In 1990 I graduated in European Business (BA Hons). I then spent a year working and travelling around the world. By 1993, following two years working for a commercial bank in London, I got itchy feet again. So I got myself a job as a holiday rep in the French Alps for a global travel business. A succession of rapid promotions, and a passion for travel and adventure, lead me to spend a further six years living and working abroad. During that time I managed various overseas operations including a large Alpine chalet programme. In 1999 I returned to the UK to help integrate a newly acquired luxury ski tour operator into the larger business. In 2005 I took on the role of Managing Director of that same niche business, a position I held for two years before finally leaving corporate life in 2007 to focus on my personal life.
I began my training as a therapist in 2010. My growing interest in this area was born out of a long-standing curiosity about my own general sense of unease in the world, and a deeply personal search for autonomy and meaning. My immersion in the academic world of personal growth and development represented a significant, and immeasurably helpful, turning point in my own journey. Having qualified as a Humanistic Psychotherapeutic Counsellor (PG Dip) in 2016, and a Master of Science in Psychotherapy (MSc) in 2018, I have spent the last few years working as a psychotherapist in private practice. I have also worked for a variety of local charities and counselling agencies including Breakeven, based in Brighton, where for several years I assisted clients struggling with gambling addiction.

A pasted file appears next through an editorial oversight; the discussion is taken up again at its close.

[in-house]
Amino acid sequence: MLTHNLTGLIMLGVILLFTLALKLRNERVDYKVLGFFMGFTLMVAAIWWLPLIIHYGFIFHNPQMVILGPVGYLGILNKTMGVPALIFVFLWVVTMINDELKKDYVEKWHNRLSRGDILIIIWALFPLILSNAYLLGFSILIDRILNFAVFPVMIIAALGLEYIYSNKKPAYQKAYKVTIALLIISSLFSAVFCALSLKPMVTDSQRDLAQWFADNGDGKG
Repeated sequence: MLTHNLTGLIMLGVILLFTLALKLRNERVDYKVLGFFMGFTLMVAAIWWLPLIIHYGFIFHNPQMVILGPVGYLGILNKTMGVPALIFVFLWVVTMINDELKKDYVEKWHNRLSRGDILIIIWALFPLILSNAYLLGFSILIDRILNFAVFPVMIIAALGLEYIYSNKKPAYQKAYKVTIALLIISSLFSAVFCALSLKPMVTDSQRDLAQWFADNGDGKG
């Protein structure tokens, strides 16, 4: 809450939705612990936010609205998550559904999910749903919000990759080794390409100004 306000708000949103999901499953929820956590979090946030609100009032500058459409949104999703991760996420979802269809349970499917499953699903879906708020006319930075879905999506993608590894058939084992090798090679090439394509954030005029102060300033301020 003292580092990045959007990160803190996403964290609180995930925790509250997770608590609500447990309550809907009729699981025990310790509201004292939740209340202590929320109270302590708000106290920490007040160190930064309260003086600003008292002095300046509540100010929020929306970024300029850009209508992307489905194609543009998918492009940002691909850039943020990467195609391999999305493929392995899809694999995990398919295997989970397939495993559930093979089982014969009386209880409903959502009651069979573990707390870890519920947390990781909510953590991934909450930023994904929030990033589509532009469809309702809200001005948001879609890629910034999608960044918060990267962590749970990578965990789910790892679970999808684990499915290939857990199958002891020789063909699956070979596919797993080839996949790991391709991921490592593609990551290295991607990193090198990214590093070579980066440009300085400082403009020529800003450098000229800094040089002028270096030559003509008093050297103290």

A key advantage of being a mature therapist (I am 53 years old) is the humility and wisdom I have gained through an examination of my own life. I first had to make sense of painful experiences and learn how to honour my own truth. I leant heavily on existential notions of freedom of choice and personal responsibility. I began to understand the importance of balancing the need to steer my own ship with the need to accept that there is much in life I cannot control. I then turned to various spiritual teachings to help me connect more deeply to the people and natural world around me. I finally emerged as a more grounded and integrated individual with a renewed sense of aliveness. An important aspect of my learning has been to acknowledge and embrace my own lunacy. In the words of philosopher, Alain de Botton, we are all a bit mad! We are not the reasonable, rational beings we like to think we are. The unconscious dimension of our existence, and our innate emotionality, dispose us to all kinds of unhelpful, if not idiotic and disastrous, acting out. Humility and a sense of humour have helped me come to terms with this along the way!